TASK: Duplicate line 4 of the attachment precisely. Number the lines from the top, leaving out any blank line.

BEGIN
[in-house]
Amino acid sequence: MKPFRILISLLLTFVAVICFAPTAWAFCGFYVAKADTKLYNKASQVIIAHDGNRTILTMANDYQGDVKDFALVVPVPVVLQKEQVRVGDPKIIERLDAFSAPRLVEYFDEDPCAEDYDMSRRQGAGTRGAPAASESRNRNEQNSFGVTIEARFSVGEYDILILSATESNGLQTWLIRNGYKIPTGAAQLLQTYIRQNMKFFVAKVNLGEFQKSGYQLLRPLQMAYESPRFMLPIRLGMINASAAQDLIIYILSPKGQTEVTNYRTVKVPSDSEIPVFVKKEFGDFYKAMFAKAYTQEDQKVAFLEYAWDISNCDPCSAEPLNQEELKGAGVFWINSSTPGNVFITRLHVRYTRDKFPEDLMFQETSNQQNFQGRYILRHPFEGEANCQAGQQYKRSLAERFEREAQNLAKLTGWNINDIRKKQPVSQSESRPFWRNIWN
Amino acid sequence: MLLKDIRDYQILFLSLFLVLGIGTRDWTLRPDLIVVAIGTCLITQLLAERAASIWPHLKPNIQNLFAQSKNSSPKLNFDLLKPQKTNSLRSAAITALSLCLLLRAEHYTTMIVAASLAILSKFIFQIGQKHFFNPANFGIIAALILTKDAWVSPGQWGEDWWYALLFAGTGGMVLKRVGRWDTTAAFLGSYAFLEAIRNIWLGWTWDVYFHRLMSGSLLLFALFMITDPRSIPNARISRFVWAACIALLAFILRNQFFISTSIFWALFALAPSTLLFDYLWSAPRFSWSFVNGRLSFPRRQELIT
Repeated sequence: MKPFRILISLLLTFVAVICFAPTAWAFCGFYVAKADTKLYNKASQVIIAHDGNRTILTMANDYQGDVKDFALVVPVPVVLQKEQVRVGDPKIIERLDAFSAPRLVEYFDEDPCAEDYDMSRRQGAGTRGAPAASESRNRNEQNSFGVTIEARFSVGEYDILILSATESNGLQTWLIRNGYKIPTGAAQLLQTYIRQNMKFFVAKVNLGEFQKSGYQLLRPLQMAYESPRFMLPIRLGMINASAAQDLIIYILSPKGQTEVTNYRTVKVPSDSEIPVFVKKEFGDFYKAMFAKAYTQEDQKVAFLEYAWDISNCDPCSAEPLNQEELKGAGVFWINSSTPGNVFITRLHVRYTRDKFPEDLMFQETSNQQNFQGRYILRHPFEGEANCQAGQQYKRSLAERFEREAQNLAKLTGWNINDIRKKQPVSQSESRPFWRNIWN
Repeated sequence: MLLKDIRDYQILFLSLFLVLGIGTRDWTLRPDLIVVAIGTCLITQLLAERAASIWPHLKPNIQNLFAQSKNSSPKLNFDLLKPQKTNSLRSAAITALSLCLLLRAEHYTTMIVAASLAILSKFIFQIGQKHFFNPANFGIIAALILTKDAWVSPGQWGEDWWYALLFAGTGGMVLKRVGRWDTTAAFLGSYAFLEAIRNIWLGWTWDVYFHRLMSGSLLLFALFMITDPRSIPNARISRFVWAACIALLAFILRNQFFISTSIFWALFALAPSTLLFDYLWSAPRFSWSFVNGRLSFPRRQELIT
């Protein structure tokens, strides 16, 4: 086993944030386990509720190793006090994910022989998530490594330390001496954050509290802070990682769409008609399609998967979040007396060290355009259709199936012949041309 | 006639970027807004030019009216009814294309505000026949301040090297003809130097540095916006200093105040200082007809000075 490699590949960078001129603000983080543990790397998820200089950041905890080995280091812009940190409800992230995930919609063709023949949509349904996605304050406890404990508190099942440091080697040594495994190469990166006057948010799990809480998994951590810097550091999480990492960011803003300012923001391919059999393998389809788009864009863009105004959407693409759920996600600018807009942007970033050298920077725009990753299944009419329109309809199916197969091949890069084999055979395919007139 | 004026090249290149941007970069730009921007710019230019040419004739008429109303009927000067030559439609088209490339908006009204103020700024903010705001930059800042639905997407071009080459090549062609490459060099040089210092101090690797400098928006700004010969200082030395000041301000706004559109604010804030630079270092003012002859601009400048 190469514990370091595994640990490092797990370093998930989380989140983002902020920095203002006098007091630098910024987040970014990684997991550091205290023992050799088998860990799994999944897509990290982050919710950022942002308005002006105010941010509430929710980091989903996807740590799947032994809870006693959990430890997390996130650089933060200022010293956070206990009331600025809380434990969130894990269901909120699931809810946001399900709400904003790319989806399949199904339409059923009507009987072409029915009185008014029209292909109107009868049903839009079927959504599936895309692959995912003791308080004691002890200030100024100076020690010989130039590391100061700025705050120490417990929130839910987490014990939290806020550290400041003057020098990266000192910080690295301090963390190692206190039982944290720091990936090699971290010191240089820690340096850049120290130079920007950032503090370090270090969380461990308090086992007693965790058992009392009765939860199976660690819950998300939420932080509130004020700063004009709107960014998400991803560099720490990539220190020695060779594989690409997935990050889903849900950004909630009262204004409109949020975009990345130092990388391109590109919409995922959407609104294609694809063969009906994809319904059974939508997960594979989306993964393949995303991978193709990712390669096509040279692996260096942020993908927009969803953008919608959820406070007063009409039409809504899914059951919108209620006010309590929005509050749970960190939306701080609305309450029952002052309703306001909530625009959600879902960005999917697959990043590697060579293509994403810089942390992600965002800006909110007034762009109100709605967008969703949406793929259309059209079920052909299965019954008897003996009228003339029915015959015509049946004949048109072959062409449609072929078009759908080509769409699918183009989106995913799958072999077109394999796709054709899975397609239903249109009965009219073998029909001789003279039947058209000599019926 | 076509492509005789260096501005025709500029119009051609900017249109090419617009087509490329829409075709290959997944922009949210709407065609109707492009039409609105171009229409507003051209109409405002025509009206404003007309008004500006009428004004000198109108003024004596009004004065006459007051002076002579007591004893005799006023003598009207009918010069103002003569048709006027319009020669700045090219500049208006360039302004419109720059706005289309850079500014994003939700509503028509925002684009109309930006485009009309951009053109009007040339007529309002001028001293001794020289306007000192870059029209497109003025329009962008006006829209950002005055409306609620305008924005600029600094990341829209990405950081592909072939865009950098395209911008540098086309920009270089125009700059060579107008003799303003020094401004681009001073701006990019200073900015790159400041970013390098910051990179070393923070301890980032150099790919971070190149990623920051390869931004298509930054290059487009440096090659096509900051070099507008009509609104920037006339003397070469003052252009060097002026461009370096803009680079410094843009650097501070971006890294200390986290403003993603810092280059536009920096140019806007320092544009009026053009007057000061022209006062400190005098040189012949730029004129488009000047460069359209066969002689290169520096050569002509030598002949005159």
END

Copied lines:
Repeated sequence: MKPFRILISLLLTFVAVICFAPTAWAFCGFYVAKADTKLYNKASQVIIAHDGNRTILTMANDYQGDVKDFALVVPVPVVLQKEQVRVGDPKIIERLDAFSAPRLVEYFDEDPCAEDYDMSRRQGAGTRGAPAASESRNRNEQNSFGVTIEARFSVGEYDILILSATESNGLQTWLIRNGYKIPTGAAQLLQTYIRQNMKFFVAKVNLGEFQKSGYQLLRPLQMAYESPRFMLPIRLGMINASAAQDLIIYILSPKGQTEVTNYRTVKVPSDSEIPVFVKKEFGDFYKAMFAKAYTQEDQKVAFLEYAWDISNCDPCSAEPLNQEELKGAGVFWINSSTPGNVFITRLHVRYTRDKFPEDLMFQETSNQQNFQGRYILRHPFEGEANCQAGQQYKRSLAERFEREAQNLAKLTGWNINDIRKKQPVSQSESRPFWRNIWN